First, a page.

Fall of Spain & the Dutch Golden Age

Armada Essay

 

HT 4

Enlightenment & Revolution

Witchcraft
Enlightenment
Scientific Revolution
Key Scientists
Political Revolution: England
Political Revolution: France &/or America   

End of Year Exam

HT 5

British Empire & Trade in Enslaved Africans

Britain & its pursuit of Empire
Intro to Trade
Aspects of Trade in Enslaved Africans
Resistance

N/A

HT 6

British Empire & Trade in Enslaved Africans

Abolitionists 
Legacy of White Supremacy in British imperialism
Legacy: Statues of Slave Traders 

Key Fact Test on Trade in Enslaved Africans

Year 9 - Britain and its place in the Modern World, c.1850-c.2000: Fall of Empires & A New World Order

 

Name of topic

Key Content of the Topic

Assessment points

HT 1

Local History: Industrial Manchester

What was Industrial Revolution? Why Britain first?
Canal Mania: Bridgewater Canal
LMR
Cottonopolis
Peterloo Massacre
Cholera epidemic

Industrial Manchester Source Analysis

HT 2

Early Twentieth Century

Intro: The World in 1900; Overview of C20: Democracy, Fascism & Communism
CHINA 1: Boxer Rebellion: Link to Opium Wars
CHINA 2: 1911 Xinhai Revolution
Women’s Suffrage
Long-Term Causes of WW1
Franz Ferdinand
Schlieffen Plan
Recruitment Propaganda
Trench Warfare
Haig & the Somme
Chapel Street: The Bravest Street in England
Empire Troops & the Black ‘Forgotten Regiment’

Haig Interpretation Question

HT 3

Rise of the Dictators & Outbreak of WW2

Impact of WW1: Versailles, Fall of Empires, Rise of Democracy, Spanish Flu & Race Riots in Liverpool
Rise of Mussolini, Stalin & Hitler (also mention Mosley/BUF in Britain)
Causes of WW2 (2) 
CHINA 3: Long March

Causes of WW2 Mini-Essay

HT 4

WW2 & New World Order

Why did Allies Win WW2 overview? (2)
Holocaust (2)
Atomic Bombs
Impact of WW2: Decline of Empires
New World Order: Cold War: Capitalism & Communism                                 

Churchill: A Contested Legacy (Interpretation Question)

HT 5

A Divided World

Truman, Containment & Marshall Plan
Berlin: Epicentre of a divided Europe
Nuclear Arms Race
CHINA 4: 1949
Cuban Missile Crisis
CHINA 5: Great Leap Forward 1958-62
CHINA 6: Cultural Revolution 1966-76

End of Year Exam

HT 6

The Late Twentieth Century

Britain: Sick Man of Europe? (loss of empire; economic decline, EEC,
racial tensions
Reagan & Thatcher’s ‘Second Cold War’
CHINA 7: Den Xiaoping & Economic Reform
Fall of Berlin Wall
CHINA 8: Tiananmen 1989
Collapse of USSR & ‘End of History’?
Britain at the end of the C20  

N/A

What can parents do to support their sons?

Please encourage your son to read around the subject as much as possible. We have an excellent Key Stage Three History library in C5 (usually Ms Cathcart’s room) which all students in Year 7, Year 8 and Year 9 are welcome to use.  Please see Ms Cathcart for further details.  Beyond that, useful historical websites include:

Specialist websites can also be useful for more detailed research, for example:

You can also encourage your son to read historical fiction and non-fiction. He could try to keep an eye on current affairs which often have historical links. There are many well-produced and engaging historical television programmes, from entertaining ‘Horrible Histories’ to informative documentaries. If possible visit local historical sites like the Manchester Museum of Science and Industry, The Imperial War Museum and Dunham Massey.  When you go further afield, Hadrian’s Wall, Edward I’s Welsh castles and the Houses of Parliament are popular attractions. In Europe there are the First and Second World War battlefield sites.  The most important contribution parents can make to support their son’s history studies education is to assist them in developing an active interest in the world around them.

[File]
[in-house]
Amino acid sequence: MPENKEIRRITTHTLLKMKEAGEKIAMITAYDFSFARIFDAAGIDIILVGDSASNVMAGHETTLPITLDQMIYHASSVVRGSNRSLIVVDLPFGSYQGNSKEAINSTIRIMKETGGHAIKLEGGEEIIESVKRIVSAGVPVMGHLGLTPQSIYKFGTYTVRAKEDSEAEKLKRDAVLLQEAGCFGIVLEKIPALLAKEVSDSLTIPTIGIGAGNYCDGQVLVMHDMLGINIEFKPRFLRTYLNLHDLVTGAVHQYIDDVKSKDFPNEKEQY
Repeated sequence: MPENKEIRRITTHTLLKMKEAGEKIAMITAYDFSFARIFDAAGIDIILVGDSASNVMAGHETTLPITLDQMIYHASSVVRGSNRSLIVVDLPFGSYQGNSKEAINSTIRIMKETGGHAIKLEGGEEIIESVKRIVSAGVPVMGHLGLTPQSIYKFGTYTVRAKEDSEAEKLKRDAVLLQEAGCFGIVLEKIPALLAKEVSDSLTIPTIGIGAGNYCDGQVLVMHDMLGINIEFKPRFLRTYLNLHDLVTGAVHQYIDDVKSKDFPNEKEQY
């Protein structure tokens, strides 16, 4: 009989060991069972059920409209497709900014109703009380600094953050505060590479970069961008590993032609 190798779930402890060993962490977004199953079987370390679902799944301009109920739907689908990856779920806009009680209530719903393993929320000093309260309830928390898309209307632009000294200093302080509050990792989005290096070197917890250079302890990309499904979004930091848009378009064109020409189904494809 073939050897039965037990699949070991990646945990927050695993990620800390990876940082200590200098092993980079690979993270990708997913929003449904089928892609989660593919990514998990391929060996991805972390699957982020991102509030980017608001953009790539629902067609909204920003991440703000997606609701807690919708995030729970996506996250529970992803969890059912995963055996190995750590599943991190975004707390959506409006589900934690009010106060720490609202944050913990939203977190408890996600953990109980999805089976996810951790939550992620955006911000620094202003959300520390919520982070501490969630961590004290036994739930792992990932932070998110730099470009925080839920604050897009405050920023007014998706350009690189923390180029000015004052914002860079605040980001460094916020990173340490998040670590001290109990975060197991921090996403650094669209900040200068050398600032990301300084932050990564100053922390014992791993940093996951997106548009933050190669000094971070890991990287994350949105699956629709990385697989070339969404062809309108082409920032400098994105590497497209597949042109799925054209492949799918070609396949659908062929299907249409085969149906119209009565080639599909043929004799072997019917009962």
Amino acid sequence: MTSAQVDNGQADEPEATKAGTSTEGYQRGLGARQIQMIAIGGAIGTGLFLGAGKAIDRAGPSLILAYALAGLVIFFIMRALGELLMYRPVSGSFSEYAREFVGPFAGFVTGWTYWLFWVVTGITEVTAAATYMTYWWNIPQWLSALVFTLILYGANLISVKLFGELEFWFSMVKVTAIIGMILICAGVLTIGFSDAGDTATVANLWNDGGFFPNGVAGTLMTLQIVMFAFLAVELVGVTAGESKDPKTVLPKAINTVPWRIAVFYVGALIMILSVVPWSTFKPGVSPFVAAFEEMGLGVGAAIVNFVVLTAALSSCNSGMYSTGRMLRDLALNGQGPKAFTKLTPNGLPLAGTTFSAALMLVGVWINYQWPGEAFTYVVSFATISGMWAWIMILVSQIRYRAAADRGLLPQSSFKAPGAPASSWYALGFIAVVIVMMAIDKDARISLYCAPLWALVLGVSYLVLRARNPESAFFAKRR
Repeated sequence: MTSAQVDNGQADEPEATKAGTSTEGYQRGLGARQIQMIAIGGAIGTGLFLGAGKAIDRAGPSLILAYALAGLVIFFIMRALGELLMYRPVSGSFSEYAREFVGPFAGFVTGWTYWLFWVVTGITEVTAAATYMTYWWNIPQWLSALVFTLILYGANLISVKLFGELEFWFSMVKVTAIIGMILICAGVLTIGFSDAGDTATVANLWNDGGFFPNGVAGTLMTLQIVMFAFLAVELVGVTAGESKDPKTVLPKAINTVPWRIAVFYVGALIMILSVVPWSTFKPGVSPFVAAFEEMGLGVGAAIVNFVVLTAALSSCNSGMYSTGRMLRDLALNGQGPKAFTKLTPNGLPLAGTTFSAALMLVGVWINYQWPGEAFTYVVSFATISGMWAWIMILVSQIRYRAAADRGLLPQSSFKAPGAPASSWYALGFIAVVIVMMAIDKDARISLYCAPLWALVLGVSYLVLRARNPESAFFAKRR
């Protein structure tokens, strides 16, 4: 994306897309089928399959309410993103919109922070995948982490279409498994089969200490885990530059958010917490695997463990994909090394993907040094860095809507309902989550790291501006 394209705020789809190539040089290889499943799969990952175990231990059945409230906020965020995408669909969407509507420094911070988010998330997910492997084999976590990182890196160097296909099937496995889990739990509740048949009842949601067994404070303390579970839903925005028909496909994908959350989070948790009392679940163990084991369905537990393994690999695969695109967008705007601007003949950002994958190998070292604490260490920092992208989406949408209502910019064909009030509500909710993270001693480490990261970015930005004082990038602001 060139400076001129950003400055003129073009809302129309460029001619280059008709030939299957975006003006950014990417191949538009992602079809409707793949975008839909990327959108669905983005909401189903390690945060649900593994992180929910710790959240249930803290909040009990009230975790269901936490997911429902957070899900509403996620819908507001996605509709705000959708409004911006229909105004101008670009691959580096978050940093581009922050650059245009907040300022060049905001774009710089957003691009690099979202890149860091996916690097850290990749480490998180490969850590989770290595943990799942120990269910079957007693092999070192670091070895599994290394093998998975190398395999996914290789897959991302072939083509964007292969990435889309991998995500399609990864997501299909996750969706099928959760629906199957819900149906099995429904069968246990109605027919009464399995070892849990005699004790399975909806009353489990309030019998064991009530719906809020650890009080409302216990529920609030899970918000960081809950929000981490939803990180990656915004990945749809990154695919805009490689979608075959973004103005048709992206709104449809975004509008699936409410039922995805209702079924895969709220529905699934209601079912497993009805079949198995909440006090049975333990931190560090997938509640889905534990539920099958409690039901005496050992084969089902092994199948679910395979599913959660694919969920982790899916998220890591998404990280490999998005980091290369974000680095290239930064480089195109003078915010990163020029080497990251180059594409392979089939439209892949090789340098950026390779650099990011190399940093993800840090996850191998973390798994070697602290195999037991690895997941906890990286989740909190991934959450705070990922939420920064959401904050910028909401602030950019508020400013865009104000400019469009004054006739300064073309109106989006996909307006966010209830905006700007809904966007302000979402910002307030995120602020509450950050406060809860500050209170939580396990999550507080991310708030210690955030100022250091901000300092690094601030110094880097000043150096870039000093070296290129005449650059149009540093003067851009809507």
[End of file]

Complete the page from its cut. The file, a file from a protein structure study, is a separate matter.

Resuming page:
GCSE Course Followed: History
Specification: AQA (
Syllabus code – 8145)
Why Choose GCSE History?

 

 

 

 

 

 

 

 

Why should you study History?

History is an opportunity to explore the complex motivations of people throughout the ages. The continuing popularity of the subject can be seen in the fact that History departments at universities are some of the most popular and produce some of the most successful graduates. This is because the transferable skills developed through the study of History in research, analytical thinking and verbal and written communication are so highly valued. History graduates can be found in a wide variety of professions including accountancy, management, education, journalism, the civil service, the business world and the law. History also helps students to develop a sense of identity. It teaches them essential life skills, such as the importance of adopting a questioning attitude towards sources, actively engaging with different perspectives and providing evidence to justify conclusions. It also helps them to understand more fully the complex and rapidly changing world in which they live.

Historical Skills Set

Successful GCSE students need to demonstrate a range of skills:

  1. They should be able to handle historical sources; understand and extract information from them; compare them; analyse and evaluate them.
  2. They should have good factual recall and be able to deploy specific knowledge to write and argue clearly.